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Can I Get Fired for Reporting Sexual Harassment?

Can I Get Fired for Reporting Sexual Harassment?

Under federal and California state laws it is illegal for an employer to fire one of their employees because they reported workplace sexual harassment. Even if the unwelcome behavior is not legally deemed “sexual harassment,” reporting it to an employer does not give them the right to fire you.

Sexual harassment, as defined by the State of California Department of Justice, “refers to both unwelcome sexual advances, or other visual, verbal, or physical conduct of a sexual nature and actions that create an intimidating, hostile, or offensive work environment based on an employee’s sex.” This includes offensive remarks or stereotyped comments about someone’s gender or sexual orientation. Isolated or “non-severe” harassment may not be recognized as “sexual harassment” but it is still worth reporting. You cannot be legally penalized for doing so. And no one should have to endure months of workplace harassment. If certain comments or gestures make you feel uncomfortable, say something. If it doesn’t stop, report it.

Obtain a copy of your employer’s sexual harassment policies and how to report incidents of harassment. I would advise you to keep a copy outside of your workplace so that you are guaranteed access to it.

Know that you do not need to go through the company’s HR in order to report a sexual harassment case. If you feel that the HR department will not be empathetic to your case or are otherwise uncomfortable about approaching the company directly, you can file a claim through the California Department of Fair Employment and Housing (DFEH). This is a state agency that protects Californians from unlawful discrimination in the workplace. Another option is to file a complaint through the Federal Equal Employment Opportunity Commission (EEOC). This is a federal body that enforces national anti-discrimination laws.

If you feel that you are in immediate danger or are victim of sexual assault call 9-1-1 right away and report the incident to your local police.

What if I am fired?

Wrongful termination is illegal. If you are fired shortly after reporting a sexual harassment case and you have reason to believe that the two are related, then you should lawyer up and fight back.

The most difficult aspect here is proving that your termination was due to the sexual harassment report. Employers aren’t going to tell you that you’ve been terminated because of the incident even if that is the real reason. Your job is to document as much evidence as possible in order to strengthen your case.

Keep detailed accounts of every instance of harassment, all the actions you’ve taken, and what your employer has done about it. Write down the date and time. Mention what happened, who witnessed it, how others reacted, and what you felt. And keep your records on a personal email account or computer. Employers have the legal right to monitor work emails and accounts, so keep everything saved in a non-work-related location.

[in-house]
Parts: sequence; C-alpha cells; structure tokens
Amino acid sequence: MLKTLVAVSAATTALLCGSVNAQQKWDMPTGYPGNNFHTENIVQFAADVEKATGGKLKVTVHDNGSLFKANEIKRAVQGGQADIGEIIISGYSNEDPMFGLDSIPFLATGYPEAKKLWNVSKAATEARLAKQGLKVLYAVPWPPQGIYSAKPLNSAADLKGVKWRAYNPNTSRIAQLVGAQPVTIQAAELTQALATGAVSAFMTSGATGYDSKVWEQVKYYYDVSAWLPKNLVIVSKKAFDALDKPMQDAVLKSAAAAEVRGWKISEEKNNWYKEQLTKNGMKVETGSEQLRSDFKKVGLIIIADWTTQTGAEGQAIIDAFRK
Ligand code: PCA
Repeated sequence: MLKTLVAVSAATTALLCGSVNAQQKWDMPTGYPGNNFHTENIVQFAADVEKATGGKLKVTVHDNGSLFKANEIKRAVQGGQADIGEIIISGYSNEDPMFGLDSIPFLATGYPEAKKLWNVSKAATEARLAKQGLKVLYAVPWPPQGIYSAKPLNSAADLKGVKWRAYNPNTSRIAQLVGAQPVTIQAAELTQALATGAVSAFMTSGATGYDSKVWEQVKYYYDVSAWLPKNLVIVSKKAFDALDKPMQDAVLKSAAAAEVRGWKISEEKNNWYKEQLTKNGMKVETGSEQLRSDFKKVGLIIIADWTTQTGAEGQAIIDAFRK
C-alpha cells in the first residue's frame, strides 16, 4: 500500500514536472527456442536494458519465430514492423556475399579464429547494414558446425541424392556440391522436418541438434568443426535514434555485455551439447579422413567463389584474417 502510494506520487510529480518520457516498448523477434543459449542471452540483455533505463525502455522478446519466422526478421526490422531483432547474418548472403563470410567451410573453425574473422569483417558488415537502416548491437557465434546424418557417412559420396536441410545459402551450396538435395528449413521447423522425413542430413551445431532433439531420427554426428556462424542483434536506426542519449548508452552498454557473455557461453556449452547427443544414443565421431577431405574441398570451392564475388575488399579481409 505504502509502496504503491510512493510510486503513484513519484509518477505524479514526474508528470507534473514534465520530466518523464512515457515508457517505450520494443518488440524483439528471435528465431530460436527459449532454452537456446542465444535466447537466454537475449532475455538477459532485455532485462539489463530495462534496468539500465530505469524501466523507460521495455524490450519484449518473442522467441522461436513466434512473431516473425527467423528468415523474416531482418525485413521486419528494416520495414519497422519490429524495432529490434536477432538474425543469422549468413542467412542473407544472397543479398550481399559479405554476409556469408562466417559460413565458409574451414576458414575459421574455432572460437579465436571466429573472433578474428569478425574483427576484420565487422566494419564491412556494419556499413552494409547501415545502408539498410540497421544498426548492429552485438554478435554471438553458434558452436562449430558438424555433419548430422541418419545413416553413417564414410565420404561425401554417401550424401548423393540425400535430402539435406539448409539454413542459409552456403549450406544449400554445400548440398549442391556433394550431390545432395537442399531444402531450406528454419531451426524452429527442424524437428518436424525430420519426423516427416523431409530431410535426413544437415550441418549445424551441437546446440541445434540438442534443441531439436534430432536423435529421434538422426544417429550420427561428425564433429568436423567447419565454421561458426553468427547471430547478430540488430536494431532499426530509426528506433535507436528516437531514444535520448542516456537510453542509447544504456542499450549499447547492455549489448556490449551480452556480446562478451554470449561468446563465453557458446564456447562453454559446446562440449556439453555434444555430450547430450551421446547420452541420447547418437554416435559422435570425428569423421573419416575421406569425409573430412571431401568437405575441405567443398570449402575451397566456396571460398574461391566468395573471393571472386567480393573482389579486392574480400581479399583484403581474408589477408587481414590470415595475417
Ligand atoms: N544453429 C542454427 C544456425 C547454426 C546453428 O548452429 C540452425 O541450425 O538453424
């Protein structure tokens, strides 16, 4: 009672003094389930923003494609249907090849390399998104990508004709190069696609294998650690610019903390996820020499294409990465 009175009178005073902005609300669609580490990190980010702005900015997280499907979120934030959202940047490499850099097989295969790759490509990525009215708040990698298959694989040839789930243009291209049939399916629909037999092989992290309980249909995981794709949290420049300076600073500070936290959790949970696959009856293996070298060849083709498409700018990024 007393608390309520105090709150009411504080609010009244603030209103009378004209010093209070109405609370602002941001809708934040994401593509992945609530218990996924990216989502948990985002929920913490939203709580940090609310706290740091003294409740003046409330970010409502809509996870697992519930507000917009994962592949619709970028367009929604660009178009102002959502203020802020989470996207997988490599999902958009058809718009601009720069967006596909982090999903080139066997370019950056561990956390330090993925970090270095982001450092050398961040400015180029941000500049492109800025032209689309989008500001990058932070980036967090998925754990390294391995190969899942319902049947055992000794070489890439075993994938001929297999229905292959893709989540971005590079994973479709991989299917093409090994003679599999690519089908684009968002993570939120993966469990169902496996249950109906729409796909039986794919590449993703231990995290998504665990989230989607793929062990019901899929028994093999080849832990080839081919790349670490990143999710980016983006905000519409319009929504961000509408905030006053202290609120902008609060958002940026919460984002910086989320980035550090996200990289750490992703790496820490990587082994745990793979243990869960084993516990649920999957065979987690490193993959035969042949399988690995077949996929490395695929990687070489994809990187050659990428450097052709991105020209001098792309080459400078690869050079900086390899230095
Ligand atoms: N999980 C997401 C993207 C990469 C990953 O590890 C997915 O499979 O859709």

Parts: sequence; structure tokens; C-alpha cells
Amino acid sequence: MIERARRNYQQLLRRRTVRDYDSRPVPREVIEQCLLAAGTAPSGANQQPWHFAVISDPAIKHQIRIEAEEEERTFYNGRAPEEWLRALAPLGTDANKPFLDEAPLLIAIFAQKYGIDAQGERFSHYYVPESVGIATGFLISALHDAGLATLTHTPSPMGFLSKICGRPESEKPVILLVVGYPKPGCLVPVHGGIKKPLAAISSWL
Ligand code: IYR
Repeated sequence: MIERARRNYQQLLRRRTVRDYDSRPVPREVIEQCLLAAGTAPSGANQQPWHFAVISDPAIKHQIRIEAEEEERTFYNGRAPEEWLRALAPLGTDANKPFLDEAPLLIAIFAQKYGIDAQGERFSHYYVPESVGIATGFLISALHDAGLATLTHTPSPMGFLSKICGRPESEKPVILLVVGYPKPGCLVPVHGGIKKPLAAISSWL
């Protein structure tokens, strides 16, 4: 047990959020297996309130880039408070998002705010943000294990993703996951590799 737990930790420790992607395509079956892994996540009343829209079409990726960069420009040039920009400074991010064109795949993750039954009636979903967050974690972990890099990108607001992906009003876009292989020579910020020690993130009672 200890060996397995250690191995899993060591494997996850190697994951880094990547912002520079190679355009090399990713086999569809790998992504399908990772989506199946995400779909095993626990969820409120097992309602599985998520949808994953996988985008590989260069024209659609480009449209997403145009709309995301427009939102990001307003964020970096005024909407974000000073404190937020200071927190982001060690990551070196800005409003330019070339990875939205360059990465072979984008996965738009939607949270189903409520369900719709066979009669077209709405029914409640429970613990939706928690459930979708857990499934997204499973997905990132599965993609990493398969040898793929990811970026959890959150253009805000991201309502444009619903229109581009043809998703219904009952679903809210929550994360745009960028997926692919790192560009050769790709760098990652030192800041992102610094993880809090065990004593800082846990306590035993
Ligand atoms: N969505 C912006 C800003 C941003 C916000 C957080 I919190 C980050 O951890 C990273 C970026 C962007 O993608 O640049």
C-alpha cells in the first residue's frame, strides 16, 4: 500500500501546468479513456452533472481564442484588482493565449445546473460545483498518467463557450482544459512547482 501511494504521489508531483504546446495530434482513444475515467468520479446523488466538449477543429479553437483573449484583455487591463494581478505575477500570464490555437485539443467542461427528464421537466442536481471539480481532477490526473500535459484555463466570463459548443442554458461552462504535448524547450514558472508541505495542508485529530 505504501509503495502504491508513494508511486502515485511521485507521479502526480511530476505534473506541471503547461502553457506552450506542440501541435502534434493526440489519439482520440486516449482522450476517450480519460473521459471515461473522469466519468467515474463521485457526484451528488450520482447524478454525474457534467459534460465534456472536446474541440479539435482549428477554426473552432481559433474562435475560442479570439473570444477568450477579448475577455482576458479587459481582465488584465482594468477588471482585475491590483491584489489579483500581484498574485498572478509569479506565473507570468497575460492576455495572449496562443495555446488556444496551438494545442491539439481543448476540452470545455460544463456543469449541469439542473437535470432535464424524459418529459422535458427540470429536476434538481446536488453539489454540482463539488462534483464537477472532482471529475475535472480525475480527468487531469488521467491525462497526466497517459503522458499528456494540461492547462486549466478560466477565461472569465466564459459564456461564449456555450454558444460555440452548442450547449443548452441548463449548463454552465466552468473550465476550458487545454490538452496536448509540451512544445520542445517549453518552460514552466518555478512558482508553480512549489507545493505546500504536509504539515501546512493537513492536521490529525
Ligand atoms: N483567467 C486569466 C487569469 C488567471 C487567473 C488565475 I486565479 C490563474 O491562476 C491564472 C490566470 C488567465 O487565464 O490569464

The goal is to be able to show a correlation between termination your taking action (asking the harasser to stop, reporting a complaint, talking to HR, etc.).

Being fired is also not the only form of retaliation. Other illegal forms of employer retaliation include:

  • Demotion

  • Denied promotion

  • Threats to report your immigration status to Homeland Security or ICE

  • Reduced compensation

  • Loss of some benefits

  • Reassignment/Transfer with significantly different responsibilities

  • Suspensions

  • Denied flex time

  • Poor job references/evaluations

  • Spreading of false rumors about you

The subtler the retaliation, the harder it can be to prove. If you suspect it’s happening to you, reach out to an attorney for help. An experienced lawyer will be able to advise you on next steps and champion your case in court.

What if I want to quit?

Whether or not you leave the company is your personal decision. Just be aware that the laws governing sexual harassment cases are more ambiguous should you decide to leave. Your departure (if caused by an unsafe or hostile work environment) may also be recognized as “wrongful termination,” but it may not.

Filing a sexual harassment claim after quitting reduces your leverage in the case. Additionally, proving you left because of an unsafe or hostile work environment is not easy. You will need to provide evidence showing that you’ve made a reasonable effort to address the harassment and your employer failed to help you. Before quitting, we strongly recommend contacting a lawyer for more information. They’ll be able to advise you on what to do before quitting in order to maintain a strong legal case.

Barsoum Law is here to support you and protect you from wrongful termination. We offer a personal focus and individualized care that large corporate firms do not. And our multilingual, multicultural team is dedicated to making sure you obtain the compensation you deserve.

Subjecting an employee or colleague to sexual harassment and then firing that person for reporting the incident is both immoral and illegal. If you have suffered from workplace sexual harassment, Barsoum Law can and will help. We have represented thousands of employees throughout California the past 25 years. Contact us today at 877-299-1555 or to schedule a consultation with a member of our team.

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